(Ms. Cagurangan is publisher of the Guam-based Pacific Island Times, and was a reporter and editor at various Philippine newspapers, notably Daily Globe and TODAY, before she went to the US territory).
HAGATNA, Guam— North Korea is threatening to ignite an “enveloping fire” of ballistic missiles aimed at Guam, but no one is budging.
The island remains calm — almost stoic — shrugging off reports about the supposed mid-August crack of doom.
For most Filipinos living on Guam, packing up is out of the question.
“Si Kim Jong Un? Wala yan! Mas matindi pa si (Rodrigo) Duterte dyan. (Kim Jong Un? He’s nothing. (Rodrigo) Duterte is fiercer than him),” said Risalito Recina, a truck operator for a local construction company.
Recina, who is from Navotas City, came to Guam in 2006 and has since obtained a permanent resident status. He is awaiting approval of his immigration petition for his wife and 16-year-old son.
He said with Duterte as Philippine president, he feels safer on Guam than in his home country. “Araw-araw may pinapatay. Parang panahon ni Marcos. Konting panahon na lang, martial law na naman. (People are getting killed every day. It’s just like the Marcos time. It’s just a matter of time before martial law is put in place again),” he said.
Provoked by President Donald Trump’s “fire and fury” warning, North Korea has renewed its perennial threats to attack the US-controlled island, with plans to launch a salvo of four test missiles by the middle of the month.
Pyongyang said the four Hwasong-12 intermediate-range ballistic missiles would fly 2,085.7 miles in 17 minutes, 45 seconds.
The security threat level has not been raised. George Charfauros, Guam’s homeland security advisor, said there is “.00001 percent chance of any North Korean missile hitting Guam.”
In the event it actually happens, he said, residents would have a 14-minute window to duck and cover.
“We will probably have 10 minutes to seal the master’s bedroom. That will be our shelter. I have stocked up on a ration of bottled water and Spam just to comply with public advisories,” said Vene Bourbon, a resident of Dededo. “I’m not really scared. I still believe they will find a way to resolve the conflicts diplomatically.”
Bourbon came to Guam, with his wife Emma, in 1996 after resigning from his job as a reporter for People’s Journal.
“This has been our home and we have no plans of leaving,” said Bourbon, who works with the Guam Department of Education’s support staff.
Filipinos on Guam account for 29.3 percent of the island’s population of 160,000. They work in various sectors of the community. A few are holding elective offices and appointive seats in government. Many own different types of businesses.
Like Bourbon, Rolly Zepeda has no intention of going anywhere. “I know the US military is capable of protecting us,” said Zepeda, an art teacher at Saint Anthony’s Catholic School in the village of Tamuning.
Zepeda arrived on Guam in 2001, with his wife Tina, a retired art teacher, and their daughter Kristine, a nurse who recently moved to the US mainland.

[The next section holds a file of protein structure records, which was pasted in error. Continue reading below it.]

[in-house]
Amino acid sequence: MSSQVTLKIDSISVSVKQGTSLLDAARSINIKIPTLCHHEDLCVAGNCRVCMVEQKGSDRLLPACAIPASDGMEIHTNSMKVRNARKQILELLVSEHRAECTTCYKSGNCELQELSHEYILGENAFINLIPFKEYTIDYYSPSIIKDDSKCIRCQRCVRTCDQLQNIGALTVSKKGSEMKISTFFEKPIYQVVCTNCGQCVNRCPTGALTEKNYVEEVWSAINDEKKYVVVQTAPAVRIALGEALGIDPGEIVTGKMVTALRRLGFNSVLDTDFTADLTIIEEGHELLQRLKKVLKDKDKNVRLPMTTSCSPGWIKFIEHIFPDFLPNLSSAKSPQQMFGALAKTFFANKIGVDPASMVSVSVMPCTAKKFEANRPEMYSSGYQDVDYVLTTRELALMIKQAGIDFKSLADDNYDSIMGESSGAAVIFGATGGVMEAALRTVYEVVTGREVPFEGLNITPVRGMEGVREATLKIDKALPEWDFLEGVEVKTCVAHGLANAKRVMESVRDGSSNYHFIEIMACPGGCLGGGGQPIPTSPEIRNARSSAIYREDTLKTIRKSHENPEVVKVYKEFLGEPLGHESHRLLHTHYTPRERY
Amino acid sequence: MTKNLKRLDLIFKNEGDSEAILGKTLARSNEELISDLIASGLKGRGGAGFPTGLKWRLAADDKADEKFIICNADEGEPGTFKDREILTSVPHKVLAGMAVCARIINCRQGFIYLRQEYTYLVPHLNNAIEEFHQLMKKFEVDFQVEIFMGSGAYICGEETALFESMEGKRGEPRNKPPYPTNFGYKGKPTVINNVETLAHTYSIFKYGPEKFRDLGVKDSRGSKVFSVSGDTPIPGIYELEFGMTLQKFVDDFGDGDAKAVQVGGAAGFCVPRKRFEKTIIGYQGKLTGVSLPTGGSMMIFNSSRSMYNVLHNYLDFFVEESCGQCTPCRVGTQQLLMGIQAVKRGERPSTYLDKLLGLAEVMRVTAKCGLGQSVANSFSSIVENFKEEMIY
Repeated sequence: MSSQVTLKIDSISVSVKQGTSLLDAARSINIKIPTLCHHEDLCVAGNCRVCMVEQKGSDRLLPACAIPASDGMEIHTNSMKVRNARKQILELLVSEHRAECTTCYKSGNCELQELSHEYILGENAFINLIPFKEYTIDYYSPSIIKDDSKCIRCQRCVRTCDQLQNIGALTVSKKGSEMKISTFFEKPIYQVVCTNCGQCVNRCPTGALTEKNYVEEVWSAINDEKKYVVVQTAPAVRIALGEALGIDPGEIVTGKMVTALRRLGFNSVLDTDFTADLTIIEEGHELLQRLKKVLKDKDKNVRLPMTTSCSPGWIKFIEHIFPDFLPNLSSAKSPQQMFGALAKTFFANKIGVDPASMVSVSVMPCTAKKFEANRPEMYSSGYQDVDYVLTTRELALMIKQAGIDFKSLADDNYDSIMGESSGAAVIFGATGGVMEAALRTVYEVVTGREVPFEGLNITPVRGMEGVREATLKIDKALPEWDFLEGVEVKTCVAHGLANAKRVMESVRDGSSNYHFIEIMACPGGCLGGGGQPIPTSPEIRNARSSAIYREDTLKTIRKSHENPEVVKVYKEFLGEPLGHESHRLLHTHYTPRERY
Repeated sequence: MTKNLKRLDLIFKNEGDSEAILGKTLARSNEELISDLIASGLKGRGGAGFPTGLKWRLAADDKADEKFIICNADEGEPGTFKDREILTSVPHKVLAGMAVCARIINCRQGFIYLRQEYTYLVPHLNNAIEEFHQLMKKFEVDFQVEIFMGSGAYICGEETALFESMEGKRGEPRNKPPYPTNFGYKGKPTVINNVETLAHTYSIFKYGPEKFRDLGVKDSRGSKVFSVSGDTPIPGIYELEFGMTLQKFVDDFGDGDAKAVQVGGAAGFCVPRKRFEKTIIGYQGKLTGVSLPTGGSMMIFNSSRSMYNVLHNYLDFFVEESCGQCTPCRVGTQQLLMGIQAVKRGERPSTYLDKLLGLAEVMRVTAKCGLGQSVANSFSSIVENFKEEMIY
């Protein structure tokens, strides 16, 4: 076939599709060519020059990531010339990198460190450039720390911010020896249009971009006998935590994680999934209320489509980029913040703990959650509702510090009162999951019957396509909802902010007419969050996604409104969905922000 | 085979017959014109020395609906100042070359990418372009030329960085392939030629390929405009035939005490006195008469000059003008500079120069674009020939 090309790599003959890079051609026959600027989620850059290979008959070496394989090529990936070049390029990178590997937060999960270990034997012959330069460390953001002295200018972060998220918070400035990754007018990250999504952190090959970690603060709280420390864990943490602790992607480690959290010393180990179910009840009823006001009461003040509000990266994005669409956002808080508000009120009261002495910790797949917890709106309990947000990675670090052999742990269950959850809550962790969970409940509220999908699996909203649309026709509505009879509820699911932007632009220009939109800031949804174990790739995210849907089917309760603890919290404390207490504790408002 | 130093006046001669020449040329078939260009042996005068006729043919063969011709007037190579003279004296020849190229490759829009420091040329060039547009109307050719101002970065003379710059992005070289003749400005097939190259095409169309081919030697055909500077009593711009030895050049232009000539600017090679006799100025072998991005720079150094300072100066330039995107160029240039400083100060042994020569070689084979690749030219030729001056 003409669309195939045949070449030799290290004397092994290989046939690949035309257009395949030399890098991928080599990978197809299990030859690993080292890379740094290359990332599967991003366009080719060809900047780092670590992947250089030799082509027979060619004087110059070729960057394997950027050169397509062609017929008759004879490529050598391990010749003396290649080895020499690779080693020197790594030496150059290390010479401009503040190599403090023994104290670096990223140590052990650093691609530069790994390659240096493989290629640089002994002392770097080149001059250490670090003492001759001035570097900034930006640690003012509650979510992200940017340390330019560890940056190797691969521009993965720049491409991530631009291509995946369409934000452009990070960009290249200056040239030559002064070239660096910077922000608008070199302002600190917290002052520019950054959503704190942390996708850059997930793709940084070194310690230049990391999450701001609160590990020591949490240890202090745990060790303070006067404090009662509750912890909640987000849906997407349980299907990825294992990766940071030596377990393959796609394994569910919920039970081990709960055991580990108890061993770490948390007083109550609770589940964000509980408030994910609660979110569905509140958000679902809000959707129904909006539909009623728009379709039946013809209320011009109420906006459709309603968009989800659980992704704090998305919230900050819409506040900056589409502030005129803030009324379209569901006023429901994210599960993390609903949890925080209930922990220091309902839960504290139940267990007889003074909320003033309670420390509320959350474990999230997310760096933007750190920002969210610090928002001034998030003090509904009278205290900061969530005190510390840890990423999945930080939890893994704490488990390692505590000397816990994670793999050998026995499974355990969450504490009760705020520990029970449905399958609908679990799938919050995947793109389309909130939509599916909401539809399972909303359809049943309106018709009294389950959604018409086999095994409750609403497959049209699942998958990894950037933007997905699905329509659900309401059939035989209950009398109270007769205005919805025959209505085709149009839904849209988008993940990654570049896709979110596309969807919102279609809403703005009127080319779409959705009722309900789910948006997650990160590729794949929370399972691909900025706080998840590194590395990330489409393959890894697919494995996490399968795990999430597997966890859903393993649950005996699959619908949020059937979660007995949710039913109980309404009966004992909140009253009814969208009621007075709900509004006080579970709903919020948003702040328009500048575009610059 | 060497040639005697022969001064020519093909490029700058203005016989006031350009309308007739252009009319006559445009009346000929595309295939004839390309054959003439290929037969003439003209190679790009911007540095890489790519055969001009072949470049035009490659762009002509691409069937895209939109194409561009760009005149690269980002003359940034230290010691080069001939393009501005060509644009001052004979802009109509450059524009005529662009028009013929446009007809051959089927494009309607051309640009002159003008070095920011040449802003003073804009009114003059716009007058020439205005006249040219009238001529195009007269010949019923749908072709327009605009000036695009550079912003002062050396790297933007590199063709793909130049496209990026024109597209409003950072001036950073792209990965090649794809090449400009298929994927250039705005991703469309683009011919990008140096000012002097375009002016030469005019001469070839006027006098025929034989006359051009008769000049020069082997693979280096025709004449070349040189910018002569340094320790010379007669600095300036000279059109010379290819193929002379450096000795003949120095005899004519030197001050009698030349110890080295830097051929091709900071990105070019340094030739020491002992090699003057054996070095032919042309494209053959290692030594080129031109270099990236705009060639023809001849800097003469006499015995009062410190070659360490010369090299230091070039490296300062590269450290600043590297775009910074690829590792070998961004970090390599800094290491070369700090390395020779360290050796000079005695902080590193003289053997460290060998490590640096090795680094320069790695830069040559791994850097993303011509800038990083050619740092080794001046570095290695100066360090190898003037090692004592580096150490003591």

“If Kim Jong-Un is smart he should know better than to attack Guam. That is suicidal,” Zepeda said. “If the US strikes back, North Korea will disappear from the face of the earth.”
On Friday, Trump tweeted that “Military solutions are now fully in place, locked and loaded, should North Korea act unwisely. Hopefully Kim Jong Un will find another path!”
In a phone conversation with Guam Gov. Eddie Calvo on Saturday, Trump gave assurances that the United States is “1,000 percent behind Guam” and that the island would be adequately protected.
Guam is home to 6,000 armed forces personnel, four forward-deployed fast-attack nuclear-powered attack submarines and THAAD missile systems. The military expansion plan will bring 5,000 US Marines from Okinawa in the next couple of years.
“I am not a military man, a strategist or military planner,” Calvo said in a press briefing at the governor’s complex on Friday, “but based on the information that we have, the confidence level of the US and their allies, and also knowing a little bit about the limitations of North Korean capability, I have reasonable confidence.”
Just the same, he advised residents to get their emergency plans ready. “For those of you who are from Guam, you know typhoons can strike anytime,” Calvo said.
He advised his constituents to “go out have and a good time. Enjoy the beaches and live your lives as if it’s business as usual.”
Which is exactly what everyone on the island has been doing. Stores and gas stations have been operating normally. The day they heard of the North Korea threats, parents swarmed to the stores to buy school supplies in time for school which opened last week.
Leilani Joy Mendoza, an administrative assistant at a Catholic school, did her own “emergency shopping” at Home Depot. “I’m looking for a belt rack. I have a couple of new belts and it’s time to organize my closet. This is an emergency.”
Remarkably, even as the Philippine government has been assuring the public it has a contingency for Filipinos based in Guam, including taking them in; or in the worst case bringing them back, some Filipinos apparently would rather live with Kim Jong Un’s threat than, say, brave Metro Manila’s traffic or be pestered nonstop by relatives demanding for doles.
One grocery cashier, who asked she be identified only as “E.M.,” articulated this. She said she’s scared to have to live through the city traffic. And added: “Puede ba, ‘wag mo ilagay ang pangalan ko, kasi tatawagan na naman ako ng mga kamag-anak ko at hihingi ng pera. Mas nakakatakot ‘yan kesa sa North Korea [Please don’t put my real name, because my relatives might keep calling me again for money. That’s scarier than North Korea].”